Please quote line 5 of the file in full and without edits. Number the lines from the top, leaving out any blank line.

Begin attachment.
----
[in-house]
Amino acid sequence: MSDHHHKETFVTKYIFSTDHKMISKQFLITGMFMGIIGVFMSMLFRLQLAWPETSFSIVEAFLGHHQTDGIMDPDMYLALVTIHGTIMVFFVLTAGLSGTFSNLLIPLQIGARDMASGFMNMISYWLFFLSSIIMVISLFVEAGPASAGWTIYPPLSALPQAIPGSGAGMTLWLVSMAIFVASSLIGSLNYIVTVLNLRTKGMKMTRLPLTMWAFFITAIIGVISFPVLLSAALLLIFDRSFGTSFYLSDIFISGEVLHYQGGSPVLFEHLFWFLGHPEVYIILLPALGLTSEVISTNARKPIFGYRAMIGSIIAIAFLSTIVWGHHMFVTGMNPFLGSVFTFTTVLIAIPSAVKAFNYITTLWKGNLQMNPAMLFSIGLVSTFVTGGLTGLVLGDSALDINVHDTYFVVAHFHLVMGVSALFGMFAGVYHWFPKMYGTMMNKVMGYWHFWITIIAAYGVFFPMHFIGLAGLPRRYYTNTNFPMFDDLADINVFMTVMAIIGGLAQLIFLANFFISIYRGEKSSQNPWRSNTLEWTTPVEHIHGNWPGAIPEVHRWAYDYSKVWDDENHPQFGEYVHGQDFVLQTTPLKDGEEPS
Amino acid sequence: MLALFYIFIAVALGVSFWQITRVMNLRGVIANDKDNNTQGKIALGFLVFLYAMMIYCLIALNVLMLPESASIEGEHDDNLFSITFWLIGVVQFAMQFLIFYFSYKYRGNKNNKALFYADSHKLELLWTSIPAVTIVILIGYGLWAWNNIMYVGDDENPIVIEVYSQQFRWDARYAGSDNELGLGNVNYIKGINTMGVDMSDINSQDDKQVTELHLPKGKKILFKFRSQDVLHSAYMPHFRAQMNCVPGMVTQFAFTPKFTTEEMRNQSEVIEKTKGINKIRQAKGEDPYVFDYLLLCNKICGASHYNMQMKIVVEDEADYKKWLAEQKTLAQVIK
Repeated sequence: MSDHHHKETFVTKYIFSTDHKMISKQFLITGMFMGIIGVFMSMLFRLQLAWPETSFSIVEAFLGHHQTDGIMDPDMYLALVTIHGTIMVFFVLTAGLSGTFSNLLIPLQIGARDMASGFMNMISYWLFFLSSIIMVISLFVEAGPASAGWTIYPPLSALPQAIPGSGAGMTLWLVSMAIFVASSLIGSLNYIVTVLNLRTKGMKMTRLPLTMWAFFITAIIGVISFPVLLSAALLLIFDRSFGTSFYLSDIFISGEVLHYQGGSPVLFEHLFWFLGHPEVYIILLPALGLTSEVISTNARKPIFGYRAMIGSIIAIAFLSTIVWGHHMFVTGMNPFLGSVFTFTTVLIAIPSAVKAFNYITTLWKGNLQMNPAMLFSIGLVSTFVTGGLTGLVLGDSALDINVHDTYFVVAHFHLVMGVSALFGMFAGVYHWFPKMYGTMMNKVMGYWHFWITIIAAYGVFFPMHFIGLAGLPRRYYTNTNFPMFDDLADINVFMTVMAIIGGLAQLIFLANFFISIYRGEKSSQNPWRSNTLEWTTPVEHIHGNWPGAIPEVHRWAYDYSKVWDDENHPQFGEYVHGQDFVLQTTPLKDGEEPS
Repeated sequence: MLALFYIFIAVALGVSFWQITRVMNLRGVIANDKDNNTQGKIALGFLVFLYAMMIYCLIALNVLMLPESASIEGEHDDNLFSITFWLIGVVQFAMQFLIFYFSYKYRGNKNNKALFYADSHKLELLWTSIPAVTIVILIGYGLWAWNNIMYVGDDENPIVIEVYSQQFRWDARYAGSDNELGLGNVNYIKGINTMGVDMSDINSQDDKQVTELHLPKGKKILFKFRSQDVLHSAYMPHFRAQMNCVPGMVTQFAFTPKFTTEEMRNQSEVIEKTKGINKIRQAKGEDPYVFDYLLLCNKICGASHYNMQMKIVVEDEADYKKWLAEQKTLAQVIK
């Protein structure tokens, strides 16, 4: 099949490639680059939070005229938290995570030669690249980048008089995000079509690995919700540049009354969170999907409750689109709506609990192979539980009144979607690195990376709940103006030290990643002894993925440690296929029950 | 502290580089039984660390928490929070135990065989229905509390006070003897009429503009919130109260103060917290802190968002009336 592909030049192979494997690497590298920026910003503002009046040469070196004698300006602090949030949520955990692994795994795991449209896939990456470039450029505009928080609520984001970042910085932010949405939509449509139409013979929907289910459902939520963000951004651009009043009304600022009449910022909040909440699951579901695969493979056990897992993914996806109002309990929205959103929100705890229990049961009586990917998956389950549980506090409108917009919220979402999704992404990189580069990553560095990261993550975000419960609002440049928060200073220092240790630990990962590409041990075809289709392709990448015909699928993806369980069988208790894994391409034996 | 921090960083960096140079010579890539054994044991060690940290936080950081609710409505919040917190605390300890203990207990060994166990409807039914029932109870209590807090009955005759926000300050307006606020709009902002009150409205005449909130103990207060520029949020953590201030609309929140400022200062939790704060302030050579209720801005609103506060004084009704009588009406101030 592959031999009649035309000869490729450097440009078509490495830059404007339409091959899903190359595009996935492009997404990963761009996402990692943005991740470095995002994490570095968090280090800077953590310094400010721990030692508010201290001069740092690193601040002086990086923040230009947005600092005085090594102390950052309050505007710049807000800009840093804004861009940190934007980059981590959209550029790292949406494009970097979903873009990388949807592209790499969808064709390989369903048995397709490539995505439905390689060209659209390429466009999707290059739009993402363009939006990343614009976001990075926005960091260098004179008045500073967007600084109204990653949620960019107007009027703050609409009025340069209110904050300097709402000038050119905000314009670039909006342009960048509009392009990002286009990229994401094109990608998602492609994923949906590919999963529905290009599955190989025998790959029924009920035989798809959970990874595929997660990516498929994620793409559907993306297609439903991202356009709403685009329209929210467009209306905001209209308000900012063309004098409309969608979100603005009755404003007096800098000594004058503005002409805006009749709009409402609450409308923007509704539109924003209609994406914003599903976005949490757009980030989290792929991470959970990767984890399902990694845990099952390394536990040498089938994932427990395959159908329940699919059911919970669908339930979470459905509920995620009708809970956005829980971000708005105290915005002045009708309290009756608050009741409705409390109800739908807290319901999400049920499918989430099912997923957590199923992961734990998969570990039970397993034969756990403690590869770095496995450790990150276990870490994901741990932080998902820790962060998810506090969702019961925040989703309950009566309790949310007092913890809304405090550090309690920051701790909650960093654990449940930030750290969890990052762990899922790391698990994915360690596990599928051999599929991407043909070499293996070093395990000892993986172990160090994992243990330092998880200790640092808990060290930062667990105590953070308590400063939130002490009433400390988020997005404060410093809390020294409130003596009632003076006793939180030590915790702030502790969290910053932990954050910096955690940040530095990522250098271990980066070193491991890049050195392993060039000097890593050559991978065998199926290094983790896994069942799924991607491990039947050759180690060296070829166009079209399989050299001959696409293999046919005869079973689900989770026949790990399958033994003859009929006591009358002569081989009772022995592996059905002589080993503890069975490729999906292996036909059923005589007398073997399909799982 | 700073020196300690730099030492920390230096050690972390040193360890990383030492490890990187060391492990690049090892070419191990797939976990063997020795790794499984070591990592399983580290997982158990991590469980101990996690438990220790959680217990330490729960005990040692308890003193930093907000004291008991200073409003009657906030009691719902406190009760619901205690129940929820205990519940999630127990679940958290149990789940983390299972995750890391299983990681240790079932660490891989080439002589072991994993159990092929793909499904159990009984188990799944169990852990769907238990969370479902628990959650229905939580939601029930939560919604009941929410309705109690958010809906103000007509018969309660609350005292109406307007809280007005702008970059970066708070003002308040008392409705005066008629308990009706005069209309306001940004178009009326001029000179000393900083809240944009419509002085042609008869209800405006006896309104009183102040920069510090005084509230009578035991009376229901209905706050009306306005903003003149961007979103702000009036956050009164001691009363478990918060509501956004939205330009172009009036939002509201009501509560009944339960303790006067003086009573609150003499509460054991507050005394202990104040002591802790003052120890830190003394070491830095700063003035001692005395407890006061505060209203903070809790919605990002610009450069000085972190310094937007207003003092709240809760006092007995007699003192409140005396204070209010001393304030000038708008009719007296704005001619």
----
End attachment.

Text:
Repeated sequence: MLALFYIFIAVALGVSFWQITRVMNLRGVIANDKDNNTQGKIALGFLVFLYAMMIYCLIALNVLMLPESASIEGEHDDNLFSITFWLIGVVQFAMQFLIFYFSYKYRGNKNNKALFYADSHKLELLWTSIPAVTIVILIGYGLWAWNNIMYVGDDENPIVIEVYSQQFRWDARYAGSDNELGLGNVNYIKGINTMGVDMSDINSQDDKQVTELHLPKGKKILFKFRSQDVLHSAYMPHFRAQMNCVPGMVTQFAFTPKFTTEEMRNQSEVIEKTKGINKIRQAKGEDPYVFDYLLLCNKICGASHYNMQMKIVVEDEADYKKWLAEQKTLAQVIK